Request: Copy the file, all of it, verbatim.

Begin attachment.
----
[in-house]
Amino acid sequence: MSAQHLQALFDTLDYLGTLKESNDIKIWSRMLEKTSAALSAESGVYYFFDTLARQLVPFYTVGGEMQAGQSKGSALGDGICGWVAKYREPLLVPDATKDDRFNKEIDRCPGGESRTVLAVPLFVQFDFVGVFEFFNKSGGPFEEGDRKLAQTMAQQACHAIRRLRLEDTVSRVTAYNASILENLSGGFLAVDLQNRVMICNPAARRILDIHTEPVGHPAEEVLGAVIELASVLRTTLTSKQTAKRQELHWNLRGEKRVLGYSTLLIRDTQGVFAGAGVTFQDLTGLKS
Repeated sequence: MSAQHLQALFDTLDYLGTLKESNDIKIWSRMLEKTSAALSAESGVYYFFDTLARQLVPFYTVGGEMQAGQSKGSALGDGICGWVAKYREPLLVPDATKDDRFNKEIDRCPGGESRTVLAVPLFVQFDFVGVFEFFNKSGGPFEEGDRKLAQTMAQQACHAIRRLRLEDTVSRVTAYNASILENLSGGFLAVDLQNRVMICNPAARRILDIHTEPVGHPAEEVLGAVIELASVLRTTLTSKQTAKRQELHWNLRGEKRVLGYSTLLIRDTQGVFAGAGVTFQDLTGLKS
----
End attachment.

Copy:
[in-house]
Amino acid sequence: MSAQHLQALFDTLDYLGTLKESNDIKIWSRMLEKTSAALSAESGVYYFFDTLARQLVPFYTVGGEMQAGQSKGSALGDGICGWVAKYREPLLVPDATKDDRFNKEIDRCPGGESRTVLAVPLFVQFDFVGVFEFFNKSGGPFEEGDRKLAQTMAQQACHAIRRLRLEDTVSRVTAYNASILENLSGGFLAVDLQNRVMICNPAARRILDIHTEPVGHPAEEVLGAVIELASVLRTTLTSKQTAKRQELHWNLRGEKRVLGYSTLLIRDTQGVFAGAGVTFQDLTGLKS
Repeated sequence: MSAQHLQALFDTLDYLGTLKESNDIKIWSRMLEKTSAALSAESGVYYFFDTLARQLVPFYTVGGEMQAGQSKGSALGDGICGWVAKYREPLLVPDATKDDRFNKEIDRCPGGESRTVLAVPLFVQFDFVGVFEFFNKSGGPFEEGDRKLAQTMAQQACHAIRRLRLEDTVSRVTAYNASILENLSGGFLAVDLQNRVMICNPAARRILDIHTEPVGHPAEEVLGAVIELASVLRTTLTSKQTAKRQELHWNLRGEKRVLGYSTLLIRDTQGVFAGAGVTFQDLTGLKS